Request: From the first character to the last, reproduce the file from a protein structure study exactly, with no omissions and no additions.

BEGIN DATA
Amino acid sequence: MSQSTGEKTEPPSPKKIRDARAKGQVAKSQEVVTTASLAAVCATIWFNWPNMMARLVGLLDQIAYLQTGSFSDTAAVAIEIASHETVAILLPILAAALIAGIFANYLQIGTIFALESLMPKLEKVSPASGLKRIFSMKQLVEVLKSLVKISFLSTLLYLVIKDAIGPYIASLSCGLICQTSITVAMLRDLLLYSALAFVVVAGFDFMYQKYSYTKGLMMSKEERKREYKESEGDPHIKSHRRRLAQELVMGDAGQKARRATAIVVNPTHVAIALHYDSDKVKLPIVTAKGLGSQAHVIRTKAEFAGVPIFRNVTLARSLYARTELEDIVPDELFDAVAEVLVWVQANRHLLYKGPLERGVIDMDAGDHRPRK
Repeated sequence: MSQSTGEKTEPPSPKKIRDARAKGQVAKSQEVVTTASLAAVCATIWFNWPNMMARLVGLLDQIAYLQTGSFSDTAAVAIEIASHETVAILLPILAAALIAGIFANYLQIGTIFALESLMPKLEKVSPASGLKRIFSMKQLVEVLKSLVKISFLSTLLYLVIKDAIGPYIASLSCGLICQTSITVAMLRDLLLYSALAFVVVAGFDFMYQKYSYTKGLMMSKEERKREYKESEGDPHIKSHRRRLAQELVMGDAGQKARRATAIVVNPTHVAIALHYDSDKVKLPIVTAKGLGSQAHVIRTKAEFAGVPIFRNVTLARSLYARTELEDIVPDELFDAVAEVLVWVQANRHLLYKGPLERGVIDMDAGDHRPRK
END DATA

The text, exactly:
Amino acid sequence: MSQSTGEKTEPPSPKKIRDARAKGQVAKSQEVVTTASLAAVCATIWFNWPNMMARLVGLLDQIAYLQTGSFSDTAAVAIEIASHETVAILLPILAAALIAGIFANYLQIGTIFALESLMPKLEKVSPASGLKRIFSMKQLVEVLKSLVKISFLSTLLYLVIKDAIGPYIASLSCGLICQTSITVAMLRDLLLYSALAFVVVAGFDFMYQKYSYTKGLMMSKEERKREYKESEGDPHIKSHRRRLAQELVMGDAGQKARRATAIVVNPTHVAIALHYDSDKVKLPIVTAKGLGSQAHVIRTKAEFAGVPIFRNVTLARSLYARTELEDIVPDELFDAVAEVLVWVQANRHLLYKGPLERGVIDMDAGDHRPRK
Repeated sequence: MSQSTGEKTEPPSPKKIRDARAKGQVAKSQEVVTTASLAAVCATIWFNWPNMMARLVGLLDQIAYLQTGSFSDTAAVAIEIASHETVAILLPILAAALIAGIFANYLQIGTIFALESLMPKLEKVSPASGLKRIFSMKQLVEVLKSLVKISFLSTLLYLVIKDAIGPYIASLSCGLICQTSITVAMLRDLLLYSALAFVVVAGFDFMYQKYSYTKGLMMSKEERKREYKESEGDPHIKSHRRRLAQELVMGDAGQKARRATAIVVNPTHVAIALHYDSDKVKLPIVTAKGLGSQAHVIRTKAEFAGVPIFRNVTLARSLYARTELEDIVPDELFDAVAEVLVWVQANRHLLYKGPLERGVIDMDAGDHRPRK